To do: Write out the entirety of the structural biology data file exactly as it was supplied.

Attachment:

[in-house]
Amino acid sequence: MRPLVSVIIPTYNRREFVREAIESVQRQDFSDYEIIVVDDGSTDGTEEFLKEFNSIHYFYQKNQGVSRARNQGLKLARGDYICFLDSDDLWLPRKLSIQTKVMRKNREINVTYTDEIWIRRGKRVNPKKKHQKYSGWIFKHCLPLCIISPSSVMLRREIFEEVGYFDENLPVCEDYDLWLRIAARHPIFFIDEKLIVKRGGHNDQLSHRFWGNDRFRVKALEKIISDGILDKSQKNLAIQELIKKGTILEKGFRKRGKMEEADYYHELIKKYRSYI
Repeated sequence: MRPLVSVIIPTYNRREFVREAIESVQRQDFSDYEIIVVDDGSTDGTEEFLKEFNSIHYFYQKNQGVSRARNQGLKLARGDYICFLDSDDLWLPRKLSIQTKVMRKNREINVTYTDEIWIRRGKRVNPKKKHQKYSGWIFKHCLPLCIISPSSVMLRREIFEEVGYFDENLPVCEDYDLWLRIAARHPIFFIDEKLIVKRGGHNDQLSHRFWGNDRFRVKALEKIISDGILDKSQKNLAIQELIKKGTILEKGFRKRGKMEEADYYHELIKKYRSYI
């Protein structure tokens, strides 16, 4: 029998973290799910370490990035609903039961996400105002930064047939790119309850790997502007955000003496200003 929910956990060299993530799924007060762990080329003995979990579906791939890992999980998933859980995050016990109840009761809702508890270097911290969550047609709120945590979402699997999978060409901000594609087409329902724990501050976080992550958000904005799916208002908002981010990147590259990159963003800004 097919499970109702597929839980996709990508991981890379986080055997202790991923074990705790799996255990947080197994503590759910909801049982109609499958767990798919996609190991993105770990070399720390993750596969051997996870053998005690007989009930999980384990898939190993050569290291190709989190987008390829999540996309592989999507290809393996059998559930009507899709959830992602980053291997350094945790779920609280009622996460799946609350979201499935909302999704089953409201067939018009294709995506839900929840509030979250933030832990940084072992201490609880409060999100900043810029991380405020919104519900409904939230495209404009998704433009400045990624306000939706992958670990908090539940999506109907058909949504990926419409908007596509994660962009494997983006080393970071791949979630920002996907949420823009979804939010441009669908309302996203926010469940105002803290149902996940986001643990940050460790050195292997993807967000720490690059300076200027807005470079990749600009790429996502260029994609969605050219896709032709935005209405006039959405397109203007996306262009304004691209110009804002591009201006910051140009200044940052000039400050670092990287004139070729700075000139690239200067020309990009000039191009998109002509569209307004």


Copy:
[in-house]
Amino acid sequence: MRPLVSVIIPTYNRREFVREAIESVQRQDFSDYEIIVVDDGSTDGTEEFLKEFNSIHYFYQKNQGVSRARNQGLKLARGDYICFLDSDDLWLPRKLSIQTKVMRKNREINVTYTDEIWIRRGKRVNPKKKHQKYSGWIFKHCLPLCIISPSSVMLRREIFEEVGYFDENLPVCEDYDLWLRIAARHPIFFIDEKLIVKRGGHNDQLSHRFWGNDRFRVKALEKIISDGILDKSQKNLAIQELIKKGTILEKGFRKRGKMEEADYYHELIKKYRSYI
Repeated sequence: MRPLVSVIIPTYNRREFVREAIESVQRQDFSDYEIIVVDDGSTDGTEEFLKEFNSIHYFYQKNQGVSRARNQGLKLARGDYICFLDSDDLWLPRKLSIQTKVMRKNREINVTYTDEIWIRRGKRVNPKKKHQKYSGWIFKHCLPLCIISPSSVMLRREIFEEVGYFDENLPVCEDYDLWLRIAARHPIFFIDEKLIVKRGGHNDQLSHRFWGNDRFRVKALEKIISDGILDKSQKNLAIQELIKKGTILEKGFRKRGKMEEADYYHELIKKYRSYI
């Protein structure tokens, strides 16, 4: 029998973290799910370490990035609903039961996400105002930064047939790119309850790997502007955000003496200003 929910956990060299993530799924007060762990080329003995979990579906791939890992999980998933859980995050016990109840009761809702508890270097911290969550047609709120945590979402699997999978060409901000594609087409329902724990501050976080992550958000904005799916208002908002981010990147590259990159963003800004 097919499970109702597929839980996709990508991981890379986080055997202790991923074990705790799996255990947080197994503590759910909801049982109609499958767990798919996609190991993105770990070399720390993750596969051997996870053998005690007989009930999980384990898939190993050569290291190709989190987008390829999540996309592989999507290809393996059998559930009507899709959830992602980053291997350094945790779920609280009622996460799946609350979201499935909302999704089953409201067939018009294709995506839900929840509030979250933030832990940084072992201490609880409060999100900043810029991380405020919104519900409904939230495209404009998704433009400045990624306000939706992958670990908090539940999506109907058909949504990926419409908007596509994660962009494997983006080393970071791949979630920002996907949420823009979804939010441009669908309302996203926010469940105002803290149902996940986001643990940050460790050195292997993807967000720490690059300076200027807005470079990749600009790429996502260029994609969605050219896709032709935005209405006039959405397109203007996306262009304004691209110009804002591009201006910051140009200044940052000039400050670092990287004139070729700075000139690239200067020309990009000039191009998109002509569209307004």